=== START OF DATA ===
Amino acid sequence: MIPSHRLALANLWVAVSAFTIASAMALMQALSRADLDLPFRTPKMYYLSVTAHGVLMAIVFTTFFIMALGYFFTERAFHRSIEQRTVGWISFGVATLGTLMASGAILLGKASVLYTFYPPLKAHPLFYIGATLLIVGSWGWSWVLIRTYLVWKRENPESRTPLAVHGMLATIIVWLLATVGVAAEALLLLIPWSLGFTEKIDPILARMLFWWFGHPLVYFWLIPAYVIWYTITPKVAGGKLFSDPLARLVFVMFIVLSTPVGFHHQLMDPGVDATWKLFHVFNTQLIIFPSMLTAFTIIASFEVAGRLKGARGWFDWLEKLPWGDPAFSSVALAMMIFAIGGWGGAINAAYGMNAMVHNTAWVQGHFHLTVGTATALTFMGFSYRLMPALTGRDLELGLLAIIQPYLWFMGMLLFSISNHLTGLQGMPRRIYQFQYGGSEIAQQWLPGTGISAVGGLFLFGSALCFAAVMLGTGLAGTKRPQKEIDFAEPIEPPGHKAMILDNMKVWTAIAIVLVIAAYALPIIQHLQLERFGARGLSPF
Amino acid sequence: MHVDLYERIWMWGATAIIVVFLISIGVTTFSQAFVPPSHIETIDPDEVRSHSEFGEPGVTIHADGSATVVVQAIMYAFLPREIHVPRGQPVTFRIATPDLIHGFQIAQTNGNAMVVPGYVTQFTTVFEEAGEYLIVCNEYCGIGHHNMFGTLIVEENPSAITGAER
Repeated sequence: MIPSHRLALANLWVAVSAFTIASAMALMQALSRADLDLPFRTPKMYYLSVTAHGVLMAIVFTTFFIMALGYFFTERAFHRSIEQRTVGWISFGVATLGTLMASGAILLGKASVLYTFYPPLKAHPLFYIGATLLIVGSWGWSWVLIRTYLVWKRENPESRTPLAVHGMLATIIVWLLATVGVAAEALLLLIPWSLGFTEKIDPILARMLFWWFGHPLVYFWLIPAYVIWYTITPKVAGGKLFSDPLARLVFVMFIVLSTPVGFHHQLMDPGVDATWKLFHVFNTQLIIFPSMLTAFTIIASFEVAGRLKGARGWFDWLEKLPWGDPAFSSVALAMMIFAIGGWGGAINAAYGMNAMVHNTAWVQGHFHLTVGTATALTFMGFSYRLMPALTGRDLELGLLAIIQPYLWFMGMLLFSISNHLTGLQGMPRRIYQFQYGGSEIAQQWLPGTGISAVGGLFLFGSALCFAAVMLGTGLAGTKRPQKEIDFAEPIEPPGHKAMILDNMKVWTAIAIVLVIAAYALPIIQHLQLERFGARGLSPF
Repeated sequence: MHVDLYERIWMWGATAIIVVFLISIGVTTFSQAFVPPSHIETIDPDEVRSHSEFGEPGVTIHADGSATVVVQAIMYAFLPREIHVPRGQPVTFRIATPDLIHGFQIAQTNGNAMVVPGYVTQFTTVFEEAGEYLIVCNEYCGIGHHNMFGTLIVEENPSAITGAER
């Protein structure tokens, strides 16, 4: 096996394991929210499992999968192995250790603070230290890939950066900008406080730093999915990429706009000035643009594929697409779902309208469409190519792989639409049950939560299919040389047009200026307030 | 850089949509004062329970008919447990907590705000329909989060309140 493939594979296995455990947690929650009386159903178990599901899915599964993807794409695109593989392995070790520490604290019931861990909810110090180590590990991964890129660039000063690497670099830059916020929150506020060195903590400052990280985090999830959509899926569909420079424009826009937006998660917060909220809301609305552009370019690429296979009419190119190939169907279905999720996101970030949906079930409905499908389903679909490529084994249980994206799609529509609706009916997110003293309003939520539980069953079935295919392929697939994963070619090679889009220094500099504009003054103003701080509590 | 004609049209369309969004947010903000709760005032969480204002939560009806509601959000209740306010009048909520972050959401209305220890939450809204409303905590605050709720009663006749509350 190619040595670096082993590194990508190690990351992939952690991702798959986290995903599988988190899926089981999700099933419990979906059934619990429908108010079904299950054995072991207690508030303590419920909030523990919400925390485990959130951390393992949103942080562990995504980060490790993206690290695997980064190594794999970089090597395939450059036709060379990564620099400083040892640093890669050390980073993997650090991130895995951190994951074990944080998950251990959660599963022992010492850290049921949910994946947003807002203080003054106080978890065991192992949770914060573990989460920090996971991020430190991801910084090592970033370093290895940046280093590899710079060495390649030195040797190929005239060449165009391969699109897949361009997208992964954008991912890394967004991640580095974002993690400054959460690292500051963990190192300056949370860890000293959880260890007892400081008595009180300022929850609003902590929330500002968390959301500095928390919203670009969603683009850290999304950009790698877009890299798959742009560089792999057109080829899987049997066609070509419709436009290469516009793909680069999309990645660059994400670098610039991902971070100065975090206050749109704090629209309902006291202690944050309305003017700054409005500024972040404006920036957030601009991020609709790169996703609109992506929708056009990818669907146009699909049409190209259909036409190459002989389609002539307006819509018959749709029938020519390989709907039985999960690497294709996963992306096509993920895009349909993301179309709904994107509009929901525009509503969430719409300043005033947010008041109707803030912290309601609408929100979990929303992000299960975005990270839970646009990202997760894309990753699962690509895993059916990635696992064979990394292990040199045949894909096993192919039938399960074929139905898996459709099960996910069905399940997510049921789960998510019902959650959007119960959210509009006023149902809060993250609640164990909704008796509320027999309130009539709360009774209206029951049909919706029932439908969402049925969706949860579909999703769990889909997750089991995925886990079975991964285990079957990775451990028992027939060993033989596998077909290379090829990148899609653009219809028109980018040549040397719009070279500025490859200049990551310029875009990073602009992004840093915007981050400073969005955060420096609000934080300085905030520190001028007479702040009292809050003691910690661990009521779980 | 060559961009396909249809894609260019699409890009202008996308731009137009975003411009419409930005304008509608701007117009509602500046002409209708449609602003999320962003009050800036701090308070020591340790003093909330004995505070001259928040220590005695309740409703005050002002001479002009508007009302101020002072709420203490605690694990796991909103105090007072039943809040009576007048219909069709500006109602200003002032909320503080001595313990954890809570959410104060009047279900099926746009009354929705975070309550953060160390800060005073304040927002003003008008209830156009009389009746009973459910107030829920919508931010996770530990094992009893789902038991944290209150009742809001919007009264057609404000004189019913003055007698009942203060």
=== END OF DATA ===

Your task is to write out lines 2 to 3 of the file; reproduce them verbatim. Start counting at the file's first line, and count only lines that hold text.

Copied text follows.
Amino acid sequence: MHVDLYERIWMWGATAIIVVFLISIGVTTFSQAFVPPSHIETIDPDEVRSHSEFGEPGVTIHADGSATVVVQAIMYAFLPREIHVPRGQPVTFRIATPDLIHGFQIAQTNGNAMVVPGYVTQFTTVFEEAGEYLIVCNEYCGIGHHNMFGTLIVEENPSAITGAER
Repeated sequence: MIPSHRLALANLWVAVSAFTIASAMALMQALSRADLDLPFRTPKMYYLSVTAHGVLMAIVFTTFFIMALGYFFTERAFHRSIEQRTVGWISFGVATLGTLMASGAILLGKASVLYTFYPPLKAHPLFYIGATLLIVGSWGWSWVLIRTYLVWKRENPESRTPLAVHGMLATIIVWLLATVGVAAEALLLLIPWSLGFTEKIDPILARMLFWWFGHPLVYFWLIPAYVIWYTITPKVAGGKLFSDPLARLVFVMFIVLSTPVGFHHQLMDPGVDATWKLFHVFNTQLIIFPSMLTAFTIIASFEVAGRLKGARGWFDWLEKLPWGDPAFSSVALAMMIFAIGGWGGAINAAYGMNAMVHNTAWVQGHFHLTVGTATALTFMGFSYRLMPALTGRDLELGLLAIIQPYLWFMGMLLFSISNHLTGLQGMPRRIYQFQYGGSEIAQQWLPGTGISAVGGLFLFGSALCFAAVMLGTGLAGTKRPQKEIDFAEPIEPPGHKAMILDNMKVWTAIAIVLVIAAYALPIIQHLQLERFGARGLSPF